World Library  
Flag as Inappropriate
Email this Article

Pes anserinus (leg)

Article Id: WHEBN0008772596
Reproduction Date:

Title: Pes anserinus (leg)  
Author: World Heritage Encyclopedia
Language: English
Publisher: World Heritage Encyclopedia

Pes anserinus (leg)

Pes anserinus
Muscles of the gluteal and posterior femoral regions. Area of pes anserinus is encircled at bottom. sartorius, gracilis and semitendinosus are labeled at bottom left.
Latin Pes anserinus
Anatomical terminology

Pes anserinus ("goose foot") refers to the conjoined tendons of three muscles that insert onto the anteromedial (front and inside) surface of the proximal extremity of the tibia. The muscles are the sartorius, gracilis and semitendinosus. The name, "goose foot", arises from the three pronged manner in which the conjoined tendon inserts onto the tibia.[1]

Goose feet


The three muscles are (from anterior to posterior):[2]

The conjoined tendon lies superficial to the tibial insertion of the medial collateral ligament (MCL) of the knee.


A good mnemonic to remember the muscles which contribute tendons to this conjoined tendon and the innervations of these muscles is SGT FOT (sergeant FOT).

S- Sartorius G- Gracilis T- semiTendinosus (from anterior to posterior)

F- femoral nerve O- obturator nerve T- tibial nerve (one of the two component nerves of the sciatic nerve [the other being the common fibular (or common peroneal) nerve]. The sciatic nerve itself cannot technically innervate anything because it is merely the designation for the common sheath that encases the tibial and common fibular nerves.)

Notice the order of the muscles (S, G, T) follows the order of the innervating nerves which correspond to those muscles (F, O, T)

Clinical significance

It is a cause of chronic knee pain and weakness ("pes anserine bursitis").[3][4] Pes bursitis is a condition in which the medial portion of the knee is inflamed. If the bursa underlying the tendons of the sartorius, gracilis, and semitendinosus gets irritated from overuse or injury a person can develop this ailment. This condition usually occurs in athletes from overuse. This pathology is characterized by pain, swelling, and tenderness.[3]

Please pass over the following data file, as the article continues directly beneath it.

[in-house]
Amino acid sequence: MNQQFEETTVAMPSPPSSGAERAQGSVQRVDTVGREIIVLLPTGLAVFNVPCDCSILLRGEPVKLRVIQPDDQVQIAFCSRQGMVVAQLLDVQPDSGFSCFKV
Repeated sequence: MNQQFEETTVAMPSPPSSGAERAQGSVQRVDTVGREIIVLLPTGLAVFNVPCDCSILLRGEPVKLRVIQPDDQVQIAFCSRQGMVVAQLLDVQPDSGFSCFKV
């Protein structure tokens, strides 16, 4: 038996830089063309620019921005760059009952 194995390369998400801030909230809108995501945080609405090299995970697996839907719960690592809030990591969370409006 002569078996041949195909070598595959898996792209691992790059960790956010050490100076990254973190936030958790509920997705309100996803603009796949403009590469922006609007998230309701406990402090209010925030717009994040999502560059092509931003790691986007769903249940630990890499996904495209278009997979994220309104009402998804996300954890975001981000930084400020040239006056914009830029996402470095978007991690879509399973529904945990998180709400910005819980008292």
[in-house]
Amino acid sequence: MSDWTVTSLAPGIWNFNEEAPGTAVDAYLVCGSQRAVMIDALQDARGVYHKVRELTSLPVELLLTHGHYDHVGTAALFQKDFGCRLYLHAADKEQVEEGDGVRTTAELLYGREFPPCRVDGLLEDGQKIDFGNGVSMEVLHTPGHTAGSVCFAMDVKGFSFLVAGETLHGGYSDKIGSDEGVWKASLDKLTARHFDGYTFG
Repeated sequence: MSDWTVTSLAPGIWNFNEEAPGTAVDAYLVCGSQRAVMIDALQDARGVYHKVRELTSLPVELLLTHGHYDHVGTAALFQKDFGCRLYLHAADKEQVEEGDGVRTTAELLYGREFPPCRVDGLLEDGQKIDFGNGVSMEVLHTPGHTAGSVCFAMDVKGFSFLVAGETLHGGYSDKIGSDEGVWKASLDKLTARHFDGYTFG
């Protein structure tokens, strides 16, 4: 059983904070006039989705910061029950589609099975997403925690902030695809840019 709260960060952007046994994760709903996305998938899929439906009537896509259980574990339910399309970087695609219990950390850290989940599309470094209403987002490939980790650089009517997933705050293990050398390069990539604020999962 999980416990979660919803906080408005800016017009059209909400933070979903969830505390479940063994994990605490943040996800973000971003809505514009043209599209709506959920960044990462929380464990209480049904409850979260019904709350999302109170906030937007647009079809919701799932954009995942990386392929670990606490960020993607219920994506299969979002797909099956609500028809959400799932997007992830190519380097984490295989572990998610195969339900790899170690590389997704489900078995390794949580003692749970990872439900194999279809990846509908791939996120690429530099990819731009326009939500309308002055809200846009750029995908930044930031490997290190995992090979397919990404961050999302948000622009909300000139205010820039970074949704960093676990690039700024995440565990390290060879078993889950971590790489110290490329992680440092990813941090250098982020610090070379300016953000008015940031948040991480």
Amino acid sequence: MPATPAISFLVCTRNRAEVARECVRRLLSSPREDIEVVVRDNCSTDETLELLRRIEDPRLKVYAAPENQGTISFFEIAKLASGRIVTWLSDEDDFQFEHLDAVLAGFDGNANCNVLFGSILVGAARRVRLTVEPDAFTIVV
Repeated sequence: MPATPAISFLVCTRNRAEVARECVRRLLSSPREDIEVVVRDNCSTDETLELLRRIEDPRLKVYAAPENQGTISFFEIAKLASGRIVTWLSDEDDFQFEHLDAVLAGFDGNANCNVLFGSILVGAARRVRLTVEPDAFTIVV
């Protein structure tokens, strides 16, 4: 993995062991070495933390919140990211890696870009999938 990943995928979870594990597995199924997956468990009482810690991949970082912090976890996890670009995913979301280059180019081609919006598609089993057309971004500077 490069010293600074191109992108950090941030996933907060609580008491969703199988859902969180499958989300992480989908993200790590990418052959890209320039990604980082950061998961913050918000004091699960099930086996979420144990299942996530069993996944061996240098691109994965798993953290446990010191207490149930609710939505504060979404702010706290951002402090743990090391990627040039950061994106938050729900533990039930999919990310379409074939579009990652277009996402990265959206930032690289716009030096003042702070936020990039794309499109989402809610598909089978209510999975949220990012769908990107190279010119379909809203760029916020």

The semitendinosus tendon can be used in certain techniques for reconstruction of the anterior cruciate ligament.[5]


  1. ^ Mochizuki T, Akita K, Muneta T, Sato T (January 2004). "Pes anserinus: layered supportive structure on the medial side of the knee". Clin Anat 17 (1): 50–4.  
  2. ^ 3447
  3. ^ a b pmr/104 at eMedicine - "Pes anserinus bursitis"
  4. ^ Alvarez-Nemegyei J (April 2007). "Risk factors for pes anserinus tendinitis/bursitis syndrome: a case control study". J Clin Rheumatol 13 (2): 63–5.  
  5. ^ Zaffagnini S, Golanò P, Farinas O, et al. (January 2003). "Vascularity and neuroreceptors of the pes anserinus: anatomic study". Clin Anat 16 (1): 19–24.  

Additional Images

External links

This article was sourced from Creative Commons Attribution-ShareAlike License; additional terms may apply. World Heritage Encyclopedia content is assembled from numerous content providers, Open Access Publishing, and in compliance with The Fair Access to Science and Technology Research Act (FASTR), Wikimedia Foundation, Inc., Public Library of Science, The Encyclopedia of Life, Open Book Publishers (OBP), PubMed, U.S. National Library of Medicine, National Center for Biotechnology Information, U.S. National Library of Medicine, National Institutes of Health (NIH), U.S. Department of Health & Human Services, and, which sources content from all federal, state, local, tribal, and territorial government publication portals (.gov, .mil, .edu). Funding for and content contributors is made possible from the U.S. Congress, E-Government Act of 2002.
Crowd sourced content that is contributed to World Heritage Encyclopedia is peer reviewed and edited by our editorial staff to ensure quality scholarly research articles.
By using this site, you agree to the Terms of Use and Privacy Policy. World Heritage Encyclopedia™ is a registered trademark of the World Public Library Association, a non-profit organization.

Copyright © World Library Foundation. All rights reserved. eBooks from Project Gutenberg are sponsored by the World Library Foundation,
a 501c(4) Member's Support Non-Profit Organization, and is NOT affiliated with any governmental agency or department.